So far the only printer maker to show a willingness is Bell-Mark, says Napiecek. On the printers it installed at the company's locations, the first thing the freshly printed lidding encounters as it exits the print station is an air plenum that stretches across the full width of the film. It blows air at temperatures from ambient to 180° F to help dry the ink.
The plenum is aimed so that none of the air is directed back onto the printing plate or anilox roll, which could cause the ink to dry before it's delivered to the lidstock. As critical as this air plenum is, the Bell-Mark system has 2 other features that contribute significantly. One is the enclosed doctor blade, which keeps air from reaching the ink and drying it prematurely. The other key feature is timing. The FlexPrint differs from other on-line printing and coding systems, where the print drum receives ink immediately after the previous imprint. That method can allow too much time for drying before the ink is delivered to the substrate. It isn't a problem on spun bonded polyolefin or medical grade paper because the ink used on such substrates doesn't evaporate so quickly. It doesn't have to dry so quickly because these substrates absorb it readily.
With the fast drying Colorcon inks that the company
uses, the lag between application of the ink on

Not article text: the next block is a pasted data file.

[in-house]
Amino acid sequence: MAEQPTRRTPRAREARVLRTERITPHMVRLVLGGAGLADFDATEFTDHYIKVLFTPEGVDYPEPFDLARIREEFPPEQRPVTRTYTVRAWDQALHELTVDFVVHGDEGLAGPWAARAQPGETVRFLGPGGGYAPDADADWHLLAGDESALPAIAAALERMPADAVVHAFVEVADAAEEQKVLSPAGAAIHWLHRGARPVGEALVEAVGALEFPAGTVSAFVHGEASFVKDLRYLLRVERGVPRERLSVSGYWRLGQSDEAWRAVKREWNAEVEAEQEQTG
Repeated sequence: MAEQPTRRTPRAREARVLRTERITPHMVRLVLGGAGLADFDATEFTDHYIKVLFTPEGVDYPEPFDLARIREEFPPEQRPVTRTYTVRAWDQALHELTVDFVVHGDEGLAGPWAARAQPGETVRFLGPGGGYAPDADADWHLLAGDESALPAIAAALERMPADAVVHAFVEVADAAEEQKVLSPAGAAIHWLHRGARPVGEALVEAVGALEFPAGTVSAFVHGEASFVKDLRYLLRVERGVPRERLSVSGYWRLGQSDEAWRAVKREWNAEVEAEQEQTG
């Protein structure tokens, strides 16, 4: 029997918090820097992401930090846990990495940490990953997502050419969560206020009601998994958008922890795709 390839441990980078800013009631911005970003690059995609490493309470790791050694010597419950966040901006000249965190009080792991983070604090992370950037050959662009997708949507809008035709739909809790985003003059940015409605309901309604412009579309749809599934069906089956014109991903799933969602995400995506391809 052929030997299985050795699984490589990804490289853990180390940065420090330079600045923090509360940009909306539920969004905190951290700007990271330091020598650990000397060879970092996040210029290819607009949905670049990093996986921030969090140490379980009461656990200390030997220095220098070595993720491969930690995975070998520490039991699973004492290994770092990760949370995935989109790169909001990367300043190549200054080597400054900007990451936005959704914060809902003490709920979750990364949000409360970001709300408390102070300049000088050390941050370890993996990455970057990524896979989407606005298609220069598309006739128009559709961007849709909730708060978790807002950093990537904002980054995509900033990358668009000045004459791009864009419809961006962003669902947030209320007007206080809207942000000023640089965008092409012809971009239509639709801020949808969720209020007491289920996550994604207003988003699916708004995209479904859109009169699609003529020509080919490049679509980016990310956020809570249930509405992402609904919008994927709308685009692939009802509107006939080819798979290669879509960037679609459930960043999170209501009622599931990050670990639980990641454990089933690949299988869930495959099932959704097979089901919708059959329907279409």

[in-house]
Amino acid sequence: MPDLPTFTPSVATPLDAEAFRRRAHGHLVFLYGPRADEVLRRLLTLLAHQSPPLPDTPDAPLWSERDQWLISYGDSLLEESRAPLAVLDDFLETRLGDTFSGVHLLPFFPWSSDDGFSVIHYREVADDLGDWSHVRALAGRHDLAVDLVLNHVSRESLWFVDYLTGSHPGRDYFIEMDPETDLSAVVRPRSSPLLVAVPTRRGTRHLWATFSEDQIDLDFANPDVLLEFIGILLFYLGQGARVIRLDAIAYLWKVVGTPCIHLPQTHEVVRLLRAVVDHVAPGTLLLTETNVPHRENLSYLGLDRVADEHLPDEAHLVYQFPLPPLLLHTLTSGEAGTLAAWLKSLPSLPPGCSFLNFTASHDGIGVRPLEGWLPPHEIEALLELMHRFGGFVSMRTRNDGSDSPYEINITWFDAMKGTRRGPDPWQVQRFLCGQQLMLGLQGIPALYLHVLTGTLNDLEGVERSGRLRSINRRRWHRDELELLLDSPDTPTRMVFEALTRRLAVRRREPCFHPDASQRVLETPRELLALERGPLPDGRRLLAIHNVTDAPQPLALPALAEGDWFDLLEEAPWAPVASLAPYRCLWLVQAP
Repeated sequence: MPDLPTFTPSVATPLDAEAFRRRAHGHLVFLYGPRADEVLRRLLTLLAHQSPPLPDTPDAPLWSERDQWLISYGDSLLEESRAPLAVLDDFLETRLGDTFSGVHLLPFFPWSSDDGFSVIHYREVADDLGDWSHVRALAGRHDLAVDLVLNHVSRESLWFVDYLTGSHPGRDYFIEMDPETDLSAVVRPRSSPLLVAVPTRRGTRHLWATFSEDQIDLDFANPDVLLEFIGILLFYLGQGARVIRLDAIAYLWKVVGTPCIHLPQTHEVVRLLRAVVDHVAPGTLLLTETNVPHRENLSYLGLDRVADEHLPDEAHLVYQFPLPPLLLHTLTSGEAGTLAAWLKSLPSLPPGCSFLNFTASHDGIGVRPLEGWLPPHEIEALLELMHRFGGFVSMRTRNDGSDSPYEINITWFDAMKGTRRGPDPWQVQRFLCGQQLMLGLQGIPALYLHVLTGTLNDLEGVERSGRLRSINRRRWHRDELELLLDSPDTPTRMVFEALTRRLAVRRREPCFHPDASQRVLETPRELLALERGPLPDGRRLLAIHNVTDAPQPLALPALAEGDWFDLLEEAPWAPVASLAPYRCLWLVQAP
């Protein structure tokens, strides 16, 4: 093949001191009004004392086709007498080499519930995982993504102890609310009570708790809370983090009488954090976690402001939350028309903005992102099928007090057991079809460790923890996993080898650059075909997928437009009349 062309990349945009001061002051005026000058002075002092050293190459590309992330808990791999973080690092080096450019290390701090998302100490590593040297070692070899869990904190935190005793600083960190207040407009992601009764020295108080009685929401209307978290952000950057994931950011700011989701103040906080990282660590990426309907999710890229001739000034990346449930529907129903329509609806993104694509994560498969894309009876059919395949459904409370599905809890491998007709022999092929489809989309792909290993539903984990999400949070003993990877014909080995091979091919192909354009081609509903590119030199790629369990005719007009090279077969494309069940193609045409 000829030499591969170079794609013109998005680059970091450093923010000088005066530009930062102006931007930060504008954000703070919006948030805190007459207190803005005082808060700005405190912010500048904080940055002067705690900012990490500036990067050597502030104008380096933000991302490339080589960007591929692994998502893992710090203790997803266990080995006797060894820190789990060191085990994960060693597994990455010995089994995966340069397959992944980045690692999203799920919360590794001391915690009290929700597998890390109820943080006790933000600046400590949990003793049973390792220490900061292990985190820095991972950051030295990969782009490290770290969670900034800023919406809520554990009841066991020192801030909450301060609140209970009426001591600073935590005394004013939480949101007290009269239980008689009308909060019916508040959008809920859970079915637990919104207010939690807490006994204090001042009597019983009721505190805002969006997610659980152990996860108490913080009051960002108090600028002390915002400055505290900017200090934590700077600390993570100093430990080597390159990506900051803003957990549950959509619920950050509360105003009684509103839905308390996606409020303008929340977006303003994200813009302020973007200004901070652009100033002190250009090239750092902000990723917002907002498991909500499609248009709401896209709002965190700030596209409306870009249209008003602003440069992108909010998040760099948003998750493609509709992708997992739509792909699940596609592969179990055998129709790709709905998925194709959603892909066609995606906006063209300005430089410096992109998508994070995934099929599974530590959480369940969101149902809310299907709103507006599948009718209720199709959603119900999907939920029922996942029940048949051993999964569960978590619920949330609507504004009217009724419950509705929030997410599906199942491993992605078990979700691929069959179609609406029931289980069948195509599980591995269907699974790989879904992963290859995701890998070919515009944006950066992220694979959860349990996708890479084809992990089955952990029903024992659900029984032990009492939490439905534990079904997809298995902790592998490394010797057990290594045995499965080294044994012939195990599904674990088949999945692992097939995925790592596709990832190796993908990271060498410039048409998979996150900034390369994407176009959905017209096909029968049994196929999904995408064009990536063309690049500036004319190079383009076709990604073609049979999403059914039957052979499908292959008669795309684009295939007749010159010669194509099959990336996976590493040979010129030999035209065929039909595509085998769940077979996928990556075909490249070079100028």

the drum and imprint on the substrate is kept to
an absolute minimum. With the aid of a PLC, the
print drum doesn't rotate past the anilox roll for
fresh ink until the instant before the next print
cycle. Could faster drying solvent based inks have
been substituted for the water based variety? Probably
not for medical packaging. Solvent emissions just
aren't acceptable in a clean room environment, and
venting them outside presents problems with clean
air regulations and/or incineration equipment.
Film is a challenging substrate
Rexam's Dan Penny appreciates the effort that
went into the Bell-Mark system and its effectiveness
in printing on a film substrate. "Paper and
spun bonded polyolefin are so much easier because
they absorb some portion of the ink," he says.
"But when you print on film, all the ink is
sitting directly on the surface. If you don't get
the right surface tension in the ink, you wind up
smearing everything. It took considerable work on
Bell-Mark's part to refine the process and take
it to a user friendly stage. It's one thing to do
it in the lab. It's another thing doing it around
the clock at a medical device manufacturer's plant."
Colorcon's contribution to the company's project
was no small feat either. It formulated an ink that
would stay "open," as Napiecek puts it,
on the DuPont Cyrel® photopolymer plate, yet
dry fast enough after application to avoid being
smeared or picked off the substrate. "It was
certainly not a standard formulation," says
Napiecek. He also credits Bell-Mark's people. "Without
a buy-in from the engineers at Bell-Mark, it would
have been impossible to pull this off."
also supplies the monolayer forming the web, a 10
mil. Integra® Form Peelform® Plus, which
is blown from a LDPE blend. Maximum depth of draw
on the company packs is 1 3/4", and machine
speeds on the 2 lines are similar, with cycle times
in the 13 to 15 /min. range. The company is so pleased
by the material cost savings gained by the switch
in lidding materials that it now plans a similar
transition at a plant in Malaysia. "Cost savings
drives it all," says the spokesperson. "The medical
device business is very competitive, so you have
to do what you can to reduce cost while mainatining